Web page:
Friday Must-reads: 1. Cannabinoids, the active ingredients in pot offer a new way to treat chronic and acute pain from sickle cell disease, ScienceDaily reports. Currently the only treatment for the blood disease is opiods. “Pain in SCD is described to be more intense than labor pain. The pain starts early in a patient's life, often during infancy, and increases in severity with age. ... [Cannibinoids are] effective in much lower amounts than opioids — the only currently approved treatment for this disease." More headlines after the jump.
2. Friends of the herb and South Park creators Trey Parker and Matt Stone have one less terrorist to worry about. Police arrested American-born Muslim extremist Zachary Chesser as he was boarding a flight to Africa to join terror group al-Shabab. He had threatened the show's creators after they aired an episode about depicting Mohammad.
3. The New York Times reports on racist prohibition in Gotham, where 9 out of 10 people arrested for pot are black or brown even though whites use more. “On the Upper East Side of Manhattan where the mayor lives, an average of 20 people for every 100,000 residents were arrested on the lowest-level misdemeanor pot charge in 2007, 2008 and 2009. During those same years, theÂ marijuanaÂ arrest rate in Brownsville, Brooklyn, was 3,109 for every 100,000 residents. ... For blacks and Latinos, it is very, very illegal. But not in Mr. Bloomberg’s neighborhood.”
4. New York Magazine has some new video of "lonely stoner" Kid Cudi chasing a stage-crasher into the crowd after getting rudely interrupted. Cudi's erratic behavior has recently involved domestic violence and liquid cocaine.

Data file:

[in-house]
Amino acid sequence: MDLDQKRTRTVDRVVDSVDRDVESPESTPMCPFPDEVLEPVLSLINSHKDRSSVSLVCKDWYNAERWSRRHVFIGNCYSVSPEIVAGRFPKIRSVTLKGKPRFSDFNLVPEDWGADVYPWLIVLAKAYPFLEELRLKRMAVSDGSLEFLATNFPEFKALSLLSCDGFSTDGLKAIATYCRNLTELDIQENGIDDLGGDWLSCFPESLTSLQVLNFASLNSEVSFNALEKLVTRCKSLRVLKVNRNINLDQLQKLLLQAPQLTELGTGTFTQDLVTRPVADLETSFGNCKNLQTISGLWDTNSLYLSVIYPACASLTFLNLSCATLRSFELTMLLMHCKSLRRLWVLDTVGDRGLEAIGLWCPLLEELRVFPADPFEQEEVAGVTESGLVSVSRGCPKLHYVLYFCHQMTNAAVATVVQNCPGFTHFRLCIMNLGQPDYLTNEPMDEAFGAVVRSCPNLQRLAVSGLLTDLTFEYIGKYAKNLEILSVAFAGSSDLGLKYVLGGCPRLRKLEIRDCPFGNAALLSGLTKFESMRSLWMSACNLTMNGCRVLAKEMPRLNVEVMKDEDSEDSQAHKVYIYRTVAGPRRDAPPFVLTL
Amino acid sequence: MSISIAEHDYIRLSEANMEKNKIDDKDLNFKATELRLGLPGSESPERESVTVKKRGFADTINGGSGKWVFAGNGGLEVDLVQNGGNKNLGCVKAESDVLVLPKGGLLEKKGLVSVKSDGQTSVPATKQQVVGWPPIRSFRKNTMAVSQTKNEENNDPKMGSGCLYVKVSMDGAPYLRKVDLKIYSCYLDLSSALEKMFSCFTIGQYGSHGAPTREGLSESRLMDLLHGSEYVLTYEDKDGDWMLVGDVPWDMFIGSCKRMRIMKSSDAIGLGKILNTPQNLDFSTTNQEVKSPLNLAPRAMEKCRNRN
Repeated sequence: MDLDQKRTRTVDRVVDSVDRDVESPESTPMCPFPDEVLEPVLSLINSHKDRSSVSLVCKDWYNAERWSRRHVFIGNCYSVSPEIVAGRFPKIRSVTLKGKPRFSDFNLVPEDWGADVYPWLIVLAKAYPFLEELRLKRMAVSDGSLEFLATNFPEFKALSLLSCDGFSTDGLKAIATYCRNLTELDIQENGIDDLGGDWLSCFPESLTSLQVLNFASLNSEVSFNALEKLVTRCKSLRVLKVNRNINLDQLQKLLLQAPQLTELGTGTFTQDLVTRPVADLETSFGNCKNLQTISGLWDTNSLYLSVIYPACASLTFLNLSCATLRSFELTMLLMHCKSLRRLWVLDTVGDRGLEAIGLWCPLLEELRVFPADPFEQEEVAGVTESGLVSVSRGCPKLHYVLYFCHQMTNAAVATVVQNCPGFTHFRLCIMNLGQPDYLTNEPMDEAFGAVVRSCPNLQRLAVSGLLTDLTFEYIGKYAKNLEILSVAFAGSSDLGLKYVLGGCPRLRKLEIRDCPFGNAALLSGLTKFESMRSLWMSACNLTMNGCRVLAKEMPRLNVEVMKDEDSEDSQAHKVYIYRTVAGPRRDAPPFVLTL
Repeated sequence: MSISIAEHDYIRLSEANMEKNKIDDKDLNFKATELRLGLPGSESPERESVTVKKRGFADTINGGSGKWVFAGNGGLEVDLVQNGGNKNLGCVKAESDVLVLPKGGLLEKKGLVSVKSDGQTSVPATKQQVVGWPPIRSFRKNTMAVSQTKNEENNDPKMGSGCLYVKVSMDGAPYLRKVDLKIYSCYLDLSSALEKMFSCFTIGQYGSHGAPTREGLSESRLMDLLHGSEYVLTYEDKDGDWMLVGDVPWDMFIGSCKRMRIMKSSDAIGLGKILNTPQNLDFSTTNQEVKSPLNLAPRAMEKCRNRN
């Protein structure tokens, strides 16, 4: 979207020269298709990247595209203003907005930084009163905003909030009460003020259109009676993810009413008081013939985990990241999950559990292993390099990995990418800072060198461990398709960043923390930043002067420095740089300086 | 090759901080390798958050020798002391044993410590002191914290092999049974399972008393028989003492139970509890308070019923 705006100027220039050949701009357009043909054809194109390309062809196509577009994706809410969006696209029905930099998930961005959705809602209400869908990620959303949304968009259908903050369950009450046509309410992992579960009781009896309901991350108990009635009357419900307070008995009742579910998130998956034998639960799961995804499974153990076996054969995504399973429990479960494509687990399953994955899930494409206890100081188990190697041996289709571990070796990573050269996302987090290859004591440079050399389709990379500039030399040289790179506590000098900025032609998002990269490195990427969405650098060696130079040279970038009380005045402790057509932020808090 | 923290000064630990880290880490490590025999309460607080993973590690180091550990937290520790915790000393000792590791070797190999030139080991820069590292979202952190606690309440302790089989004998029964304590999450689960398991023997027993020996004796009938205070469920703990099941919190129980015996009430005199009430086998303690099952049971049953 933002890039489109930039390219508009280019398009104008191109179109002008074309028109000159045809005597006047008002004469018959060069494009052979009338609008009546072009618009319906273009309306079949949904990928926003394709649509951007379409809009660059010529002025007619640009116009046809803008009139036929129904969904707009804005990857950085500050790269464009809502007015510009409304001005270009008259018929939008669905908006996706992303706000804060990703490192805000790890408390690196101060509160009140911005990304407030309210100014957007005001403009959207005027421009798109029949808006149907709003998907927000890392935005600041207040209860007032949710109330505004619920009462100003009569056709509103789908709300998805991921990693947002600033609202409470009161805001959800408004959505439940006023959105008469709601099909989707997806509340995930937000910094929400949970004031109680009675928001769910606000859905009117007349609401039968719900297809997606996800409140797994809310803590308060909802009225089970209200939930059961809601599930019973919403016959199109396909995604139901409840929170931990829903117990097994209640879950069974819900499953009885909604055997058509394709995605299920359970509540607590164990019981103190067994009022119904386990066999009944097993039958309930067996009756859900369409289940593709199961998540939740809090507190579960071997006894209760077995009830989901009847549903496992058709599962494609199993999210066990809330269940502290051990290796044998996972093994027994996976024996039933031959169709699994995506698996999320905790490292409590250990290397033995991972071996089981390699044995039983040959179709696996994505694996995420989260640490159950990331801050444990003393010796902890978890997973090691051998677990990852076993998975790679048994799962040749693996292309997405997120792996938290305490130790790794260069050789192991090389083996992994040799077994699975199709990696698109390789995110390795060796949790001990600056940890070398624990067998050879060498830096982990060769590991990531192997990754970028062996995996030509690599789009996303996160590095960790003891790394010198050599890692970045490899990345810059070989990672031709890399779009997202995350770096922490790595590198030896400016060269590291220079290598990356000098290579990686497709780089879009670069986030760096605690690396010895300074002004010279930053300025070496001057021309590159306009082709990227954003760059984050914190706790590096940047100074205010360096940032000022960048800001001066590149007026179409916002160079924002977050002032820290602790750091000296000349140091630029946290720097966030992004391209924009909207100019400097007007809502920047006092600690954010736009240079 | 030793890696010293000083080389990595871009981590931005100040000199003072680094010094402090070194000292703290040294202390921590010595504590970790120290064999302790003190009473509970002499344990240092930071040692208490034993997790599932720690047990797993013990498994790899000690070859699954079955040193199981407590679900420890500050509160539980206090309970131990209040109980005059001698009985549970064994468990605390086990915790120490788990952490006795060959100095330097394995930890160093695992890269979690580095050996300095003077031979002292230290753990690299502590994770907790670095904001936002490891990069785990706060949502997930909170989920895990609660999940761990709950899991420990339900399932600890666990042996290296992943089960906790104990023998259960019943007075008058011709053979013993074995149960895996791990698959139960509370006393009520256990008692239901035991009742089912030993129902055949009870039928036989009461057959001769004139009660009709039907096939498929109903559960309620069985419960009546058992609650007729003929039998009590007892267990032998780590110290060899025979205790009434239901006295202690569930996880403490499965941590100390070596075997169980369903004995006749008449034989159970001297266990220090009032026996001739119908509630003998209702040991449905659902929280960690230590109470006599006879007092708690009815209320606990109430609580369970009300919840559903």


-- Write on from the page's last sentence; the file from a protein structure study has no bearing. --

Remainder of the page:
5. The Oakland City Council couldn't come to agreement on a tax-rate for medicinal marijuana last night, and will take up the issue again on Monday, Oakland Local reports. Councilmembers couldn't decide whether to ask voters to levy a tax of 2.5 percent or 5 percent on cannabis dispensaries and cultivators, but they appeared to agree to a 10 percent tax on recreational sales should Prop. 19 pass in November.
6. ABC News 20/20 will air a segment tonight on a parent who gives edible medical cannabis to her son, who has severe obsessive compulsive disorder. Exasperated parents of children with autism and rare diseases like PANDAS have begun turning to cannabinoids to relieve their child's pain, anxiety, lack of appetite and other symptoms. [via MMJNews]
7. And the League of California Cities has joined with D.A.R.E. in opposing Prop. 19, on the grounds that California cities do not know how much money they can make ending pot prohibition. Conversely, the California chapters of the ACLU have endorsed the measure to tax and regulate over-21 use of the non-toxic plant.